There’s a fellow young-earth-creationist (YEC) who posts along with me defending creation in an online debate forum. He uses the screen name Junkyardboy and his profile links to his church, Valley Bible Church. I really enjoy reading his posts and he always makes some great points. Anyway, the other day he made this insightful point that I wanted to share here..
"As a thief is disgraced when he is caught,
so the house of Israel is disgraced—
they, their kings and their officials,
their priests and their prophets.
They say to wood, 'You are my father,'
and to stone, 'You gave me birth.'
They have turned their backs to me
and not their faces;
yet when they are in trouble, they say,
'Come and save us!'
Where then are the gods you made for yourselves?
Let them come if they can save you
when you are in trouble!
For you have as many gods
as you have towns, O Judah.
Now, in the context of the passage, these verses are specifically dealing with Israel’s sin of idolatry. The people worshipped idols of stone and wood as though these were their gods. They rejected the Creator God and replaced Him with gods of their own choosing and God is chiding their foolishness for believing a tree or a rock created them.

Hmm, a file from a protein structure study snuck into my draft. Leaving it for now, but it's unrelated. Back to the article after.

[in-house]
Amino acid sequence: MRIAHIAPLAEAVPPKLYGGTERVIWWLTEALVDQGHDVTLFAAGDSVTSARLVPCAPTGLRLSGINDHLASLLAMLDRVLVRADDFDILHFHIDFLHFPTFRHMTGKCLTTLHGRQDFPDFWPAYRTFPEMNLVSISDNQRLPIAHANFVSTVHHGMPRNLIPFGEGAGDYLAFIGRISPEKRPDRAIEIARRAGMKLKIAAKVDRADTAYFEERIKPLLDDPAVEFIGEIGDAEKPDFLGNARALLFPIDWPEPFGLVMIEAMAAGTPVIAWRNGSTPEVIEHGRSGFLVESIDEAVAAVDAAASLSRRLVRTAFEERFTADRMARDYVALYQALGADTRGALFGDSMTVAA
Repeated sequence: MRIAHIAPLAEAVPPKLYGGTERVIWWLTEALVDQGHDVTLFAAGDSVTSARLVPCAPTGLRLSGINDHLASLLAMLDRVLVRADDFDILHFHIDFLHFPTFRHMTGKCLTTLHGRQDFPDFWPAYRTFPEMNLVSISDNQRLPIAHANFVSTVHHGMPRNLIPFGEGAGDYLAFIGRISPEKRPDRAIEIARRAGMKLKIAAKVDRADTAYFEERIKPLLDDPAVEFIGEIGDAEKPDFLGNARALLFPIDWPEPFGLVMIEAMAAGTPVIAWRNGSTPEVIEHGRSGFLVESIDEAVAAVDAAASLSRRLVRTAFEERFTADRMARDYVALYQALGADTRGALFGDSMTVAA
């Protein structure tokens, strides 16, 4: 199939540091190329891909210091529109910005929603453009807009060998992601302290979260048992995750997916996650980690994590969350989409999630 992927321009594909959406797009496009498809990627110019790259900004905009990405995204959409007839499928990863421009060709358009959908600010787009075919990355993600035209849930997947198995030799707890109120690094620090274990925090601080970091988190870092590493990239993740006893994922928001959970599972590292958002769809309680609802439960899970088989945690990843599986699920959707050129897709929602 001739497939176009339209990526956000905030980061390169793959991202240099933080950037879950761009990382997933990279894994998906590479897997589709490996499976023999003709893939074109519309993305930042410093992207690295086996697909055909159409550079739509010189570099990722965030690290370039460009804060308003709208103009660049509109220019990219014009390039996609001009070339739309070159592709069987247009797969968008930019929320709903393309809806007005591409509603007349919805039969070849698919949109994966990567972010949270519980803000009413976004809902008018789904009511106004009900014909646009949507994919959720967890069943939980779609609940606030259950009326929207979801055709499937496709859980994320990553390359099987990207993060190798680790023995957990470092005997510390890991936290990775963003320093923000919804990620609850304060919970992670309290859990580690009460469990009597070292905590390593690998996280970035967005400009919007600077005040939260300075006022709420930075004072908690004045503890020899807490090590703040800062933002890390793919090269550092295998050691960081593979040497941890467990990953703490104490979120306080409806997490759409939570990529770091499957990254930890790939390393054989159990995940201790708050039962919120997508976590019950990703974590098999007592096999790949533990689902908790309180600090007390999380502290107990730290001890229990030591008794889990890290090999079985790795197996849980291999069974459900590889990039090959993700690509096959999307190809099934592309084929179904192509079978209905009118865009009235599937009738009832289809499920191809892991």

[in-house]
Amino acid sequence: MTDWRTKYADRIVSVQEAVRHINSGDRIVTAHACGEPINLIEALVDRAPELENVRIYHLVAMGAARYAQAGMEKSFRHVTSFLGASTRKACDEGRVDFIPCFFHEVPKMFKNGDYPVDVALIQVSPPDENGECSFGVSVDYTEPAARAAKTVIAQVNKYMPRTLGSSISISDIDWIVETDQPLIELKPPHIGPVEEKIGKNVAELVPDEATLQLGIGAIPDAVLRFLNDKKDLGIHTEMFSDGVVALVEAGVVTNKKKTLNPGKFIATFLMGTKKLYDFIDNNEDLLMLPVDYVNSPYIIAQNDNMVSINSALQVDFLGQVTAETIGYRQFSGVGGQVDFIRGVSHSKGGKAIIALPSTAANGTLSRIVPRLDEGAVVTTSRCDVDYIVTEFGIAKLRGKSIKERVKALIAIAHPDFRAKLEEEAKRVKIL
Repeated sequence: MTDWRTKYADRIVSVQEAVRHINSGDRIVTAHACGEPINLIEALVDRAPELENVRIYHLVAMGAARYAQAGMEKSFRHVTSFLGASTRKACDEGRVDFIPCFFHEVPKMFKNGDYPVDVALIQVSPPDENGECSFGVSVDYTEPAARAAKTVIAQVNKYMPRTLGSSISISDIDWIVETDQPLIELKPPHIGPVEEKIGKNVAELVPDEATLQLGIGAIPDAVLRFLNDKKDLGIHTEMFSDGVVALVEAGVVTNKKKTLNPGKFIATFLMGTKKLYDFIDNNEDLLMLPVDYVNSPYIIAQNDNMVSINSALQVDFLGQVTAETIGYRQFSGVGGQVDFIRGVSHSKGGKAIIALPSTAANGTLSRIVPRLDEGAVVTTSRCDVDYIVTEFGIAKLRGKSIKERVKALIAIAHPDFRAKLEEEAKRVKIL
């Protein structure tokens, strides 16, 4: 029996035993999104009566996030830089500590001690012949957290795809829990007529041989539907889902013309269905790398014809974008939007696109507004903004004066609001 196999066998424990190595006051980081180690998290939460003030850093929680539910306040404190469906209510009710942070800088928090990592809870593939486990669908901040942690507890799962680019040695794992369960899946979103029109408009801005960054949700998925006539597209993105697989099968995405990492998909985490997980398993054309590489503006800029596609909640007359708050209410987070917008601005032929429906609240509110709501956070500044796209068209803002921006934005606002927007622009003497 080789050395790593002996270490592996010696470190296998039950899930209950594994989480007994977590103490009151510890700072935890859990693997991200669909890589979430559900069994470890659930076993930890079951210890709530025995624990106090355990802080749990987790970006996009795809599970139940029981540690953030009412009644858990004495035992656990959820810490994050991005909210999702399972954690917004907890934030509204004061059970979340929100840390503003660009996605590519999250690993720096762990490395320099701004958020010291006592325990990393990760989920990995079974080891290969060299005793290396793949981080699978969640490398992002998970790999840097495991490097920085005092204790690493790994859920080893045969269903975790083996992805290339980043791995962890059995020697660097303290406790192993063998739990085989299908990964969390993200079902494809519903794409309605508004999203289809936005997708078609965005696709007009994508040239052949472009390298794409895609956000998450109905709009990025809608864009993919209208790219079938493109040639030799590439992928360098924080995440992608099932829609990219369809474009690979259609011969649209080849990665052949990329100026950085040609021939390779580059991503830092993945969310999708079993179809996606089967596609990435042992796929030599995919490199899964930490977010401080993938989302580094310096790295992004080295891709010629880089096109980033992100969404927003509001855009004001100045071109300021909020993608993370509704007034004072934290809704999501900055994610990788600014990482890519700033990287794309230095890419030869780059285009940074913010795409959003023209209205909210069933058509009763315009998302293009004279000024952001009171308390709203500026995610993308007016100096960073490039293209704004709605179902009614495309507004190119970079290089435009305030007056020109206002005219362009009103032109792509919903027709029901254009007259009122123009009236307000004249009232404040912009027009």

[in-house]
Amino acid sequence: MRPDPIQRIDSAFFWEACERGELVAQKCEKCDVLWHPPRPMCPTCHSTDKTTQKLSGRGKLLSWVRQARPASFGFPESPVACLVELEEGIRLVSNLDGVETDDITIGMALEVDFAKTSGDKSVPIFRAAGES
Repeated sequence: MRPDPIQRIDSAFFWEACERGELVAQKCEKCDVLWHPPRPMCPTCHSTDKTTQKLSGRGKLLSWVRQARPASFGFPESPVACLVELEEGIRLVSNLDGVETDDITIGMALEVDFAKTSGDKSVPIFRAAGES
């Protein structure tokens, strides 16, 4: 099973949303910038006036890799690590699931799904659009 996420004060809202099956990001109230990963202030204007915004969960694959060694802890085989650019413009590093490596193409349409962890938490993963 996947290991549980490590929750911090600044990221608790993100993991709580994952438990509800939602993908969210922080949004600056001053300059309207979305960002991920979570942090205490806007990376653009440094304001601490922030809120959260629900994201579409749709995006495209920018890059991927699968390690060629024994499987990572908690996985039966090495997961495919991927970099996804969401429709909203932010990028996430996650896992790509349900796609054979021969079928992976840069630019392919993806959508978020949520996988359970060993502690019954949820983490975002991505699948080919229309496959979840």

Today, secular science believes there was once an event dubbed, “abiogenesis.” Abiogenesis is the belief that non-living chemicals somehow arranged themselves to become the first living life form – the supposed common ancestor of all living things. There are many different theories as to how such a thing could happen but it’s important to note that abiogenesis has never been duplicated or observed. Even though there is no scientific evidence that such a thing is possible, they still believe it happened because,… well… here we are!
So tell me, what exactly is the qualitative difference between believing we came from a rock and believing we came from a fortunate arrangement of chemicals? Some people ridicule me for believing in creation. I think it’s far more incredible to believe life just happened by itself. The latter looks to me like a modern version of believing a stone gave us birth.